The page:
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Discuss research into the influence of early attachment on adult relationships

Many attachment psychologists argue that early relationships with our primary caregivers have an effect on later relationships. The continuity hypothesis is the idea that there is consistency between early emotional experiences and later relationships, and it sees children’s attachment types being reflected in these later relationships. This idea is based upon the internal working model, which was proposed by Bowlby in his monotropic theory.

Bowlby sees attachment as monotropic, where infants have an innate tendency to form an attachment to one particular person. This attachment is the strongest of them all, forming a model for future relationships, which the infant will expect from others. This is the idea of the internal working model; a template for future relationships based upon the infant’s primary attachment, which creates a consistency between early emotional experiences and later relationships.

There are several attachment types that a child can develop in infancy. Ainsworth divided these into secure, insecure avoidant and insecure resistant, when working on her ‘Strange Situation’ research. Based on Bowlby’s predictions and research ideas of Ainsworth, Hazan and Shaver created a ‘love quiz’ experiment to explore the idea that there is continuity between early attachment types and the quality of later adult romantic relationships.

They conducted a study to collect information of participant’s early attachment types and their attitudes towards loving relationships. Of the volunteer sample, they found that those who were securely attached as infants tended to have long lasting relationships, on the other hand, insecurely attached people found adult relationships more difficult, tended to divorce, and believed love was rare. This supports the idea that childhood experiences have significant impacts on people’s attitude towards later relationships. The correlation between adult’s attachment style and their memories of parenting style they received is similar to Ainsworth’s findings, where children’s attachment styles were correlated with the degree of sensitivity shown by their mothers.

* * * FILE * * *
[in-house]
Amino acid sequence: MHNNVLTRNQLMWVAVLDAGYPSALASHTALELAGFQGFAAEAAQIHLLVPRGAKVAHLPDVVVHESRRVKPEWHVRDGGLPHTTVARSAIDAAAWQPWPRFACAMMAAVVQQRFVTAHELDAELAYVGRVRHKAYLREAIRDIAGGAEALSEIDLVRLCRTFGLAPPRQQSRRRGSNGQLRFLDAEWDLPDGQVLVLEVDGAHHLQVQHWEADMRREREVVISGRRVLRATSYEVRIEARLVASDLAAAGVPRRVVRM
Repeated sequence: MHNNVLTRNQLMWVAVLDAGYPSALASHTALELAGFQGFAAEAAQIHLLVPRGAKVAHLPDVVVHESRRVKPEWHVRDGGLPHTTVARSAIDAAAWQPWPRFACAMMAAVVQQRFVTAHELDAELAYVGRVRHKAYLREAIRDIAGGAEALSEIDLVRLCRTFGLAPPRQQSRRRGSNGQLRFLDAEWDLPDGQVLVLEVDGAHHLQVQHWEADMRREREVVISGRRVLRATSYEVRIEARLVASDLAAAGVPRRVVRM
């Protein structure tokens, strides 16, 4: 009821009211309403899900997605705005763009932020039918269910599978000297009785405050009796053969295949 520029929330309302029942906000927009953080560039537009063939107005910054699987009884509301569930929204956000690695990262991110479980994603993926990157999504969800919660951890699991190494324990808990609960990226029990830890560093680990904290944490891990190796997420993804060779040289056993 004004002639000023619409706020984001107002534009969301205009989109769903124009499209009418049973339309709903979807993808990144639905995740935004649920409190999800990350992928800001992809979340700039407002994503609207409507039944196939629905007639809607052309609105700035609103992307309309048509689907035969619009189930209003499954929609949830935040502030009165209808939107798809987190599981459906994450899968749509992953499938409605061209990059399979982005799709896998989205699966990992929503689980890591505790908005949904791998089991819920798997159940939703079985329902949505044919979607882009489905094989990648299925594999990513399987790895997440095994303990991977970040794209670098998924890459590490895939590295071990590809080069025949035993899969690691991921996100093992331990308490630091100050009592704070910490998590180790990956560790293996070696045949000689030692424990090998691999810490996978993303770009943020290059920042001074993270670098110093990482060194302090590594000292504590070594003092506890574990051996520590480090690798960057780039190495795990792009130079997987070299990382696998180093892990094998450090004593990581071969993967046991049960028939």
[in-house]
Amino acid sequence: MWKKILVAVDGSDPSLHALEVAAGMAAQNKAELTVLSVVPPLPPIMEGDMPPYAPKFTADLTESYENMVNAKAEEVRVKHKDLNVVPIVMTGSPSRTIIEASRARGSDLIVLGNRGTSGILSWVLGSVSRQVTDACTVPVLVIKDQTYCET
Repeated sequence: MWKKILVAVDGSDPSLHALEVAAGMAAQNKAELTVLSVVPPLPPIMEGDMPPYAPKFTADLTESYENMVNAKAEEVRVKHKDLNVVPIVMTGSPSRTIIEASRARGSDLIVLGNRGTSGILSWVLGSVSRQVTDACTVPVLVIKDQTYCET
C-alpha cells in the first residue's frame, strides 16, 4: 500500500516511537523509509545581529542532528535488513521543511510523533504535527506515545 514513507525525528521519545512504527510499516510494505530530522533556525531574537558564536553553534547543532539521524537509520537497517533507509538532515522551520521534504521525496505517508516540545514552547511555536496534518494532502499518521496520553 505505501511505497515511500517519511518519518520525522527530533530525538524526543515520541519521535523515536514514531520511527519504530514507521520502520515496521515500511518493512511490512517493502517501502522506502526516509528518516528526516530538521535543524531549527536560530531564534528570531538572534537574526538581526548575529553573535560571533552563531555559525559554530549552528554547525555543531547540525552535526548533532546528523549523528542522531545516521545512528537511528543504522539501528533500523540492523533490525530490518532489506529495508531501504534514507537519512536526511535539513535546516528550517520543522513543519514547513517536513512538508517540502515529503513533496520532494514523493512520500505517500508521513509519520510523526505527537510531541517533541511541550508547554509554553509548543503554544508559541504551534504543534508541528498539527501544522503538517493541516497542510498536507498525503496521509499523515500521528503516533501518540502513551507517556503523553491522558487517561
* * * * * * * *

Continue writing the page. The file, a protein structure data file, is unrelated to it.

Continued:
However, this theory has been accused of being reductionist because it assumes that people who are insecurely attached as children will become insecurely attached as adults and have poor quality adult relationships. As well as this, attachment types identified in the Strange Situation and used in Hazan and Shaver’s study relate only to the quality of relationship with one person. Therefore, an adult’s choice of description to their attachment style might only relate to their current relationships.

An alternative explanation for continuity in relationships is the temperament hypothesis, founded by Kagan. He found that infants have an innate personality, such as being easy going or difficult, which influences the quality of their attachment with caregivers and in later relationships. This suggests that attachments form as a result of temperament and not an innate gene for attachment; which goes against Bowlby’s theory. This also suggests that attempts to develop better quality relationships by changing people’s attachment styles to more positive ones would not work.

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